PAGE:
Hard of the heels of our discussions on both advisability of the UK attempting to build new aircraft carriers for a global role it can’t afford (see Macho White Heffalumps from March 26th) and the hubris of empire over islands at the far end of the world that we British thought we could hold easily (see Those Who Don’t Learn from History in November 2011), we find ourselves at the 30th anniversary of the short, sharp Falklands War (Guerra de las Malvinas to those on the other side). From media coverage, the lessons hard learned then do not yet appear to have been learned.
In 1982, despite the Empire being just a memory to people over 40, Britian still aspired to a global rôle. So when, on April 2nd, Lieutenant Commander Guillermo Sanchez-Sabarots’ Amphibious Commandos Group, landed and rolled up Major Norman’s handful of Royal Marines, it was all over in a day. This should not have come as a total surprise to the MoD. Two weeks earlier, a non-military Argentinian occupation of the abandoned whaling station on South Georgia had resulted in them dispatching two nuclear submarines (HMS Splendid & HMS Spartan) along with RFA Fort Austin to support the only RN ship in the area, the survey ship HMS Endurance.
Carrington’s resignation and Thatcher’s doughty dispatch of a task force to re-take the islands is well documented. The resolute, brave and professional exploits of all three services will, deservedly, receive much media coverage over the next two months, up to June 14th, the 30th anniversary of the Argentine surrender in Port Stanley. Epic though those exploits were, it was, as Wellington phrased it at Waterloo; “a damn close-run thing”. Not only could it have been a disaster but any modern equivalent would almost certainly be. This is because a series of major pieces of luck all fell our way:
- The ‘Argies’ didn’t expect a response. Even the US thought the UK crazy to try to take islands 7,000 miles from home and over 2,000 from their nearest base on Ascension. As a result, the garrison of partly conscripts weren’t expected to have to fight.
- Casper Weinburger was an anglophile. In deference to his latino population and diplomacy in Latin America, President Reagan resolutely declared the US to be neutral but his Secretary of Defense persuaded him to supply badly needed satellite intelligence and sidewinder missiles, without which the British would have lost.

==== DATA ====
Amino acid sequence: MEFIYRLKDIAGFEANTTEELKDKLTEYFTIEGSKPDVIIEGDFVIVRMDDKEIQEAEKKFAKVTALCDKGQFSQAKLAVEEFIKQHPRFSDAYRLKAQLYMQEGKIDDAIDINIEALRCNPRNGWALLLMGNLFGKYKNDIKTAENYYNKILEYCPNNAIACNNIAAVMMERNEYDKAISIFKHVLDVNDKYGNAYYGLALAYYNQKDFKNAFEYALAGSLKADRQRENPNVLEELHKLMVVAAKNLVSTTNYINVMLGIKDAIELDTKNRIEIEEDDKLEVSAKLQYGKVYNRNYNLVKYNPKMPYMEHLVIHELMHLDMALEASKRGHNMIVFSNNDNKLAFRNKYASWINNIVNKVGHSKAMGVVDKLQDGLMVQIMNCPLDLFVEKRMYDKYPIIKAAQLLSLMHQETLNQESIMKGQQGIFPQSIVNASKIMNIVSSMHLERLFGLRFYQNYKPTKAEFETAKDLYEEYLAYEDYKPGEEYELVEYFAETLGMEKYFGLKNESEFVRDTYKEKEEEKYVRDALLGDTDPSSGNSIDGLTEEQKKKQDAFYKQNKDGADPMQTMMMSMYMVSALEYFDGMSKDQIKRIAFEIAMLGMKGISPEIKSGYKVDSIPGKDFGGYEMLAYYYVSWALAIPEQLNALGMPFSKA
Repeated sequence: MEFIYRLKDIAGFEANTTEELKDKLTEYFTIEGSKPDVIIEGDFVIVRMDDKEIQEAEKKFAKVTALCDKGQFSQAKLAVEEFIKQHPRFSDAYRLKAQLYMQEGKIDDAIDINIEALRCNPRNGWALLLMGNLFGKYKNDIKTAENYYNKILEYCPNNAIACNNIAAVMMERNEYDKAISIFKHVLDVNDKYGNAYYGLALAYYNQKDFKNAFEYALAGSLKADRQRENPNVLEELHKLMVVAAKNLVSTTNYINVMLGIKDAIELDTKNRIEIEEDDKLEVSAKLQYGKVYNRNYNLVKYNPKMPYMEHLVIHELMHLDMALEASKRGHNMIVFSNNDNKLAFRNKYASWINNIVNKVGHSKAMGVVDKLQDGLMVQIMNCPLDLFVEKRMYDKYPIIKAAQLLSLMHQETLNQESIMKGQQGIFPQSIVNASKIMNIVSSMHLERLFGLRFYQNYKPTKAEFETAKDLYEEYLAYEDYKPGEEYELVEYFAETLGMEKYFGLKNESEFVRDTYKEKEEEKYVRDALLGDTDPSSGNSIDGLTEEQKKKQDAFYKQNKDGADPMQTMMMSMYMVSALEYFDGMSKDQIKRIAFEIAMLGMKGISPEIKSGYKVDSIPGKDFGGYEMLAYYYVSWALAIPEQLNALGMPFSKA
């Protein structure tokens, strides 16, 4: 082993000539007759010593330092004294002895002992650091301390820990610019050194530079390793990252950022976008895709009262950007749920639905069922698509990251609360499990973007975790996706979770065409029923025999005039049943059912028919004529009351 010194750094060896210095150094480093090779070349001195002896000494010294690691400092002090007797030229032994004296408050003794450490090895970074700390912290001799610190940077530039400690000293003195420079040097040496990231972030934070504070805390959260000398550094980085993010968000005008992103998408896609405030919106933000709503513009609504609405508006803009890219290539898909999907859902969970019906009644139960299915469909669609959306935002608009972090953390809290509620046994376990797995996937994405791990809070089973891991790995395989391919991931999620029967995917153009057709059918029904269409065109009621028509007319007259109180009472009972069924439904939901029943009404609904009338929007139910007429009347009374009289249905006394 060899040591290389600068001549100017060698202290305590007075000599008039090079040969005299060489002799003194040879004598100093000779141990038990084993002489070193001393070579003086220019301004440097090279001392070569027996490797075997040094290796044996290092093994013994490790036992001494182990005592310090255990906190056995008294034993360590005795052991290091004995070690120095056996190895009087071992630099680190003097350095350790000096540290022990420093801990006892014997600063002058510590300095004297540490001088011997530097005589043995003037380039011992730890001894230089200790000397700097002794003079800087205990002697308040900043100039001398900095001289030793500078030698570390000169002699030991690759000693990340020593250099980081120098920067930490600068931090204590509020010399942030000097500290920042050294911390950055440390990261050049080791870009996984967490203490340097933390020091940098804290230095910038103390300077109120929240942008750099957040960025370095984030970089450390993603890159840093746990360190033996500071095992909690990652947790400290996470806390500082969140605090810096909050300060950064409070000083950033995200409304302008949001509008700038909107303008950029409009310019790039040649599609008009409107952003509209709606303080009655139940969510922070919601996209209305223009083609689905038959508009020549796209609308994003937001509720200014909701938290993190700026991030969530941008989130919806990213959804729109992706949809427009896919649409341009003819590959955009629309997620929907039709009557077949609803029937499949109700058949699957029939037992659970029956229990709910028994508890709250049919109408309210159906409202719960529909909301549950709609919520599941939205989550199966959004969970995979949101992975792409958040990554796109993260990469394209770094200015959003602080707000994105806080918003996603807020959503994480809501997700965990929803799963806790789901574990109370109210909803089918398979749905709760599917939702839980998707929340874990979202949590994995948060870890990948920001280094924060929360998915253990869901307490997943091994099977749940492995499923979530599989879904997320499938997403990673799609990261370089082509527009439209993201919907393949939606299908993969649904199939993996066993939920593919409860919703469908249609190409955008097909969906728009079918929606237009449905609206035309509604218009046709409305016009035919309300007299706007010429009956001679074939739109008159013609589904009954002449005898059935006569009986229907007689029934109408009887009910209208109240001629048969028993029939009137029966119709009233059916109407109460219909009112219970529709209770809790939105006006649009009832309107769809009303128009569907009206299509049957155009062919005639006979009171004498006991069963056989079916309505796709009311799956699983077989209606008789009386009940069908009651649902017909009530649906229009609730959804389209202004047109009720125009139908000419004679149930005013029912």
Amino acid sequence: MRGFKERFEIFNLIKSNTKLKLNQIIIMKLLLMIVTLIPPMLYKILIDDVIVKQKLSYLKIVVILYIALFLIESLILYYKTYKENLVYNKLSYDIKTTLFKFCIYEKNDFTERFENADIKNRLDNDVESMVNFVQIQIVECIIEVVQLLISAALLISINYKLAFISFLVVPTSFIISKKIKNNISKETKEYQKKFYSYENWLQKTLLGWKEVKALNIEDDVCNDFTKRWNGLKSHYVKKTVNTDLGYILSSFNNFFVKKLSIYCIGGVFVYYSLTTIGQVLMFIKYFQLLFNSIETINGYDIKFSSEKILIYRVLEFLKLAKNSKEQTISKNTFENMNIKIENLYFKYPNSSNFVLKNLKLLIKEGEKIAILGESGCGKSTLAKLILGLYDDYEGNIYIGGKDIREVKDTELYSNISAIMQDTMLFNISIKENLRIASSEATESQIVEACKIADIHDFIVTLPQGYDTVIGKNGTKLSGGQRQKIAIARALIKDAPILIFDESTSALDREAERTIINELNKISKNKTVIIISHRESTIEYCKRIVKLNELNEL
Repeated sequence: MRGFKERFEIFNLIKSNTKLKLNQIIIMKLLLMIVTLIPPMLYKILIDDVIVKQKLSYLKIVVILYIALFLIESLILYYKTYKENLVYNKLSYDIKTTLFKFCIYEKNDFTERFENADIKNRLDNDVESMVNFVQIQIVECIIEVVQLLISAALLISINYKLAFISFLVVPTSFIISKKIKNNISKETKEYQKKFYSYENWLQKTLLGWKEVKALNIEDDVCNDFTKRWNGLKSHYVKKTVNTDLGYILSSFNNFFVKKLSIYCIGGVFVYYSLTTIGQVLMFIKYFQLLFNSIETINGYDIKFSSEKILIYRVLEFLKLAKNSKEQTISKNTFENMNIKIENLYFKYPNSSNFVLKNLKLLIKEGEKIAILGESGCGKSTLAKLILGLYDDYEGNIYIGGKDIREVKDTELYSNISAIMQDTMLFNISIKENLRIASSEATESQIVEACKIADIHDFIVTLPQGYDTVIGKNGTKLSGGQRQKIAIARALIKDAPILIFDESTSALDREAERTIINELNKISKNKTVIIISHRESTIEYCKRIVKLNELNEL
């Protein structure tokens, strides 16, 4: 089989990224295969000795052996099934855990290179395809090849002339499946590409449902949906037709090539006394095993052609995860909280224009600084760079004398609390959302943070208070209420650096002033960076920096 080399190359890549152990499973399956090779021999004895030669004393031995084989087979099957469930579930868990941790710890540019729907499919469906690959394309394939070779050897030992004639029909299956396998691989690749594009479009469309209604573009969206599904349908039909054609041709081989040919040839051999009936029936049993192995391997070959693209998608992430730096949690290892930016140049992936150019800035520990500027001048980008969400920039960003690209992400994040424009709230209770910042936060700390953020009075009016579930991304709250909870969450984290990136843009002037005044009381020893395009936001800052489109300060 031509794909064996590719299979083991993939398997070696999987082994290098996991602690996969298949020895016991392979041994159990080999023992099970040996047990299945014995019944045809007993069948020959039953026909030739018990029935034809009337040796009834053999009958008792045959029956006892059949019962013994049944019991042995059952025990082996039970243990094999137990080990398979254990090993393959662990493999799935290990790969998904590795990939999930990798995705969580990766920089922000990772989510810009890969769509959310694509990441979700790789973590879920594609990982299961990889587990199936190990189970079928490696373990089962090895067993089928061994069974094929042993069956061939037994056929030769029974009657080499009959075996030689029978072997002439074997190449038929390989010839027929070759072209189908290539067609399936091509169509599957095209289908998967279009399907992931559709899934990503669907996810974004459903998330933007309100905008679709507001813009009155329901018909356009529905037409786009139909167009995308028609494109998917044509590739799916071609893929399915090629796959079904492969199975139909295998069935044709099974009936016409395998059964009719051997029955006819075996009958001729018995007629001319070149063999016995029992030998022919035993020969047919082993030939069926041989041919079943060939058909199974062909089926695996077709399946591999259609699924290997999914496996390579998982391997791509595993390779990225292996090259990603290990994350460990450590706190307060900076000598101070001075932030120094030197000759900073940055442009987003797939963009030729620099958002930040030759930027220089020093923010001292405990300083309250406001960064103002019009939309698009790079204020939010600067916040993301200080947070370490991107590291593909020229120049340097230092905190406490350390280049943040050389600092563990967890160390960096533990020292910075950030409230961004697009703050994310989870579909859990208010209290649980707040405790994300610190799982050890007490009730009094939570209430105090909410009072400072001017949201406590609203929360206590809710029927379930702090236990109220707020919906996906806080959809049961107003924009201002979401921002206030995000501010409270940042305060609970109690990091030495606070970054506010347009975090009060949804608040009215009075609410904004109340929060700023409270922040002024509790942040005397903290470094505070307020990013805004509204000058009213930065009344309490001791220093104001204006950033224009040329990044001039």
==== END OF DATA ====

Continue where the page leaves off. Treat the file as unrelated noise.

- The Argentinians had few Exocets. French-built and carried by a Dassault Super-Etendard strike fighters, these were weapons for which the Task Force had no real answer (Phalanx gatling guns came later). Launched from below the horizon, two of these destroyed HMS Sheffield and the Atlantic Conveyor (with 6 Chinook heavy-lift helicopters). The lucky part is that the second target was meant to be HMS Invincible, the loss of which would have ended the operation.
- Although operating outside the British-declared exclusion zone around the Falklands, the WWII-vintage cruiser Belgrano was sunk by a single torpedo from HMS Conqueror, triggering a dispute as to the legitimacy of the action. However, this did remove any surface threat to the Task Force and allowed it to concentrate on the occupying land forces and incoming air attacks.
- Despite their phenomenal bravery flying at extreme range with ‘iron’ bombs, Argentinian Air Force pilots destroyed few of the sitting-duck-target ships in San Carlos Water after the landing. They hit plenty but at least three out of four bombs did not explode because they were released so low, the fuses had no time to arm.
- Operation ‘Black Buck‘ was a success. Due for scrapping that year, the RAF still had a number of Vulcan delta-wing bombers on strength. By scraping together a dozen air tankers and refueling single Vulcans, one reached the Falklands from Ascension to strew 21 1,000lb bombs across the runway at Port Stanley, rendering the airfield unusable to all but light aircraft. This denied the Argentinians air superiority.
- Goose Green was held mainly by conscripts. After the landing, 2 Para was sent to clear this flank of the advance on Port Stanley. Across bare ground, with little artillery and no armour support, this was an almost suicidal mission,. But, carried out with such bravery and determination, it psyched out the defenders who surrendered, but not before Col. H. Jones lost his life leading the attack. News of this undermined the remaining Argentine defenders’ morale.
Had any one of the seven items not happened, the outcome would have been in serious doubt; had several of them happened, the operation certainly would have been a disaster and the Falklands probably have become the Malvinas and part of Argentina. But the present exploration for oil in the waters around keeps the question of sovereignty alive.
Nowadays, with no aircraft carriers, no long-range bombers, no STOL Harriers, fewer ships, fewer aircraft and ‘operational stretch’ of forces being fully committed (overcommitted?) in Afghanistan and elsewhere, a similar occupation—in the Falklands or even anywhere else up to and including North Sea oil rigs and Channel Islands—could not be repulsed, let alone ejected, by the UK’s present forces, even if an equivalent seven lucky breaks to the above could be guaranteed.
For a country with the third highest defence budget in the world (£40bn), we have an execrable deal. It’s one about which serious questions need to be asked—as well as what the UK thinks it is doing in the 21st century, not just in Afghanistan, but in the fourteen ‘pink bits’ on which the sun still never sets, any of which have the ability to entangle us in a Falklands-type war. The difference being that, now, there’d be little chance of winning.